Tuesday, August 1, 2017

Travel in Japan: Top 10 Japanese Ryokan Hotels chosen by Experts

Many foreigners dream about staying at a traditional Japanese ryokan hotel during their visit to Japan, but with all the great options out there it can be really hard to know which one to choose. While it is hard to find a ryokan hotel that doesn't offer impressive service to their customers there are still some ryokans that manage to stand out among the crowd.

Perhaps you're even familiar with one of the latest Japanese buzzwords "omotenashi", a word that implies a high level of hospitality. In Japan, the customer is definitely the king. With the tremendous expectations held by Japanese customers it is hard to go wrong when visiting a ryokan that has gained popularity among picky Japanese guests.

Below is a collection of Japan's top ryokan hotels selected by The Ryoko Shinbun (旅行新聞) as a part of their award “Top 100 Hotels & Ryokans Voted by Industry Professionals” (プロが選ぶ日本のホテル・旅館100選) for 2017. Of course this list is based on the preferences of Japanese customers, so some of the ryokans might thus not be accustomed to foreign guests. I've gone through the available information about the top 10 ryokan hotels in the list and tried to give a detailed summary about their stance towards foreign travelers as well.

Hope you enjoy reading the list and that it can be of inspiration for your next trip in Japan!

【Japanese Ryokan Hotels Top 10】


① Fukushima: Bobata Onsen Yahataya 八幡屋(福島県 母畑温泉)

The winner of this award is a ryokan hotel located in Fukushima called Bobata Onsen Yahataya. The ryokan has a history going back to the Meiji period (1880), and has previously been ranked among top 5 hotels in the TripAdvisor ranking "20 Japanese Inns with more than 100 years of history" (available in Japanese only). It is one of only 5 accommodations in Ishikawa-machi.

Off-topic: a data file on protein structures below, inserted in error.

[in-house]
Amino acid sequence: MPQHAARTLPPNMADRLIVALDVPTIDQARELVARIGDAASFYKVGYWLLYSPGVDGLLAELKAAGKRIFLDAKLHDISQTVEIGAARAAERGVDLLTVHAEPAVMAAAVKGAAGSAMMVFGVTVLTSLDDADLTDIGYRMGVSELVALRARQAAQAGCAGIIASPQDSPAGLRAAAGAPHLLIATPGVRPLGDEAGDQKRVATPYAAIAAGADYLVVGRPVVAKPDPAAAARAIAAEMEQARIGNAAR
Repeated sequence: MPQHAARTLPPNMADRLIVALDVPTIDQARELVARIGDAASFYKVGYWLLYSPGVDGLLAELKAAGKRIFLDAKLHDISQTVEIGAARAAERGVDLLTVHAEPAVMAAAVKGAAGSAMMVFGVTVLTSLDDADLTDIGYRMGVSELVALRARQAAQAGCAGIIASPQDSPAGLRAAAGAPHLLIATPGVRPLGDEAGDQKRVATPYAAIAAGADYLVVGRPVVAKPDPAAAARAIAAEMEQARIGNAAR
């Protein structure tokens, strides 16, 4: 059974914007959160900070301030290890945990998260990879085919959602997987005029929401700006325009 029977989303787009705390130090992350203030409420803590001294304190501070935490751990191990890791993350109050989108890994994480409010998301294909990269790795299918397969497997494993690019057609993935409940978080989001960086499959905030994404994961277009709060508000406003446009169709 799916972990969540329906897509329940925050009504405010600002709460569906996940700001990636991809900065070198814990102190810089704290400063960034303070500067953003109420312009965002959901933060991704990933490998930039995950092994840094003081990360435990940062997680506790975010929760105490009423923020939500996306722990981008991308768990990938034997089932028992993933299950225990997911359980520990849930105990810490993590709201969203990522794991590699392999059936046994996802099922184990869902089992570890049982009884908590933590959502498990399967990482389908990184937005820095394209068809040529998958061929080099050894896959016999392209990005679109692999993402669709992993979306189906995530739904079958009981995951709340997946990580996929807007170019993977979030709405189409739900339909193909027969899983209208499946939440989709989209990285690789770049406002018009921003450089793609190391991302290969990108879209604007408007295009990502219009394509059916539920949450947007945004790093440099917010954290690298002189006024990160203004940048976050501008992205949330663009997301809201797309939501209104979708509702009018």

This seems to be an extremely popular ryokan where it can be hard to find available rooms, so if you want to stay at the property it would definitely be advisable to make the reservation a long time in advance. They don't have an English website and their rooms are not for sale on any of the major online reservation sites either, so it is uncertain whether or not they are accustomed to foreign guests who don't speak Japanese.

Recommended for foreigners: Uncertain

Address:  75-1 Hida Bobata, Ishikawa-gun, Ishikawa-machi 963-7831, Fukushima Prefecture 
Website: www.yahataya.co.jp



Niigata Prefecture is among other things known for its many hot springs (such as this unique winery hot spring), beautiful nature, elegant festivals and high-quality Japanese sake. If you want to get the most out of Niigata then number 2 on the list, Shiratamano Yu Kahou, would certainly be an excellent choice for accommodation.
Shiratamano Yu Kahou is located in the Tsukioka Onsen hot spring resort area, situated about 40 minutes by car from the city of Niigata. This area is known for its tranquil atmosphere, and it is not uncommon to see geisha girls strolling by in their gorgeous kimonos around sunset. This is where you find Shiratamano Yu Kahou, a ryokan hotel with a history going back to 1967. Back then the ryokan started out with only 8 guest rooms, but has gradually expanded, and it currently encompasses 108 rooms.
In addition to its marvellous Japanese garden, relaxing onsen and delicious cuisine the ryokan hotel is particularly focused on customer service, and in order to make sure that also foreign customers get well treatment they are conducting monthly training session for the employees in foreign languages. The ryokan hotel also made it to the top of the facility category.

Recommended for foreigners: Yes!

Address:  134 Tsukioka Onsen, Shibata-city, Shibata, Niigata, Japan, 959-2395
Website: https://www.kahou.com/




③ Ishikawa: Kagaya Hotel - 加賀屋(石川県 和倉温泉)

Ishikawa Prefecture is most known among foreign visitors for its capital city of Kanazawa where visitors can visit a former samurai residence, the local Noh museum where visitors can try out a Noh costume, or simply enjoy a stroll along the old town while wearing a yukata robe. If you however are up for an adventure out of the beaten track you might want to include a stay at the local favorite Kagaya Hotel in your travel plans.